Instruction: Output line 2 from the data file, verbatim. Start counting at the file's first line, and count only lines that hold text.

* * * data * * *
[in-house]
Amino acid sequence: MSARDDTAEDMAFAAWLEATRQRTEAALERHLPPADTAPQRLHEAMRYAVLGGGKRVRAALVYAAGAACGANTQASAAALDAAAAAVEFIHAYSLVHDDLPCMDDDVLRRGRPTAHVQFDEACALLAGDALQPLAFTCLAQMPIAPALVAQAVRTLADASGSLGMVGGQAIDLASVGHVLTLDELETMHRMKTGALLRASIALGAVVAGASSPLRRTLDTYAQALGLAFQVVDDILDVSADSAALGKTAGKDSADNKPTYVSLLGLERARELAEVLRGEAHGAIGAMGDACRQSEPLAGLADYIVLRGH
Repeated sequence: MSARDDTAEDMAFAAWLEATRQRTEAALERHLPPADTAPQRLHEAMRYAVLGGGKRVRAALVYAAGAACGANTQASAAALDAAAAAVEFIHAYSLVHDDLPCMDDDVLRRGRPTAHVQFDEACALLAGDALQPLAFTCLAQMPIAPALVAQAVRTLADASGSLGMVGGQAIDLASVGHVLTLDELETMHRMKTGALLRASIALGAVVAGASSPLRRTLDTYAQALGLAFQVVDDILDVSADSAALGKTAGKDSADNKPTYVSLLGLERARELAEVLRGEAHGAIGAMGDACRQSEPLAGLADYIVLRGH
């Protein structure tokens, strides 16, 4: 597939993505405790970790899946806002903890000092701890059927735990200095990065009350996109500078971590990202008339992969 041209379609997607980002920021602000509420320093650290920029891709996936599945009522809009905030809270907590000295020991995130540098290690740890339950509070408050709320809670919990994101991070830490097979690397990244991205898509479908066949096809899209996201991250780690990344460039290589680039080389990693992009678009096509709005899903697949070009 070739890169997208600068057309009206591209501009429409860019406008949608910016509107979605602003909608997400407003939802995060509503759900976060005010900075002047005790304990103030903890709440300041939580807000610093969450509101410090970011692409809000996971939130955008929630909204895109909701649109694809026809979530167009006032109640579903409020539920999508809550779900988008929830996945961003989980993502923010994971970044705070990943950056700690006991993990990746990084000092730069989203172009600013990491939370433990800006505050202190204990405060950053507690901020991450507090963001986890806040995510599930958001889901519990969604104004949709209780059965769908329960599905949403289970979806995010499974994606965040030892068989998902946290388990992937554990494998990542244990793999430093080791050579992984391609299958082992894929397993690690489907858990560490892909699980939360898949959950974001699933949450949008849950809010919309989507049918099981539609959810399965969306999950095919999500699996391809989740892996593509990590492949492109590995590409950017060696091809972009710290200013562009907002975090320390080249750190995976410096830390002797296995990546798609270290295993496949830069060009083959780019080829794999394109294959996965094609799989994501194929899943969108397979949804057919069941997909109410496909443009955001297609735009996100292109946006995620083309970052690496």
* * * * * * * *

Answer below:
Amino acid sequence: MSARDDTAEDMAFAAWLEATRQRTEAALERHLPPADTAPQRLHEAMRYAVLGGGKRVRAALVYAAGAACGANTQASAAALDAAAAAVEFIHAYSLVHDDLPCMDDDVLRRGRPTAHVQFDEACALLAGDALQPLAFTCLAQMPIAPALVAQAVRTLADASGSLGMVGGQAIDLASVGHVLTLDELETMHRMKTGALLRASIALGAVVAGASSPLRRTLDTYAQALGLAFQVVDDILDVSADSAALGKTAGKDSADNKPTYVSLLGLERARELAEVLRGEAHGAIGAMGDACRQSEPLAGLADYIVLRGH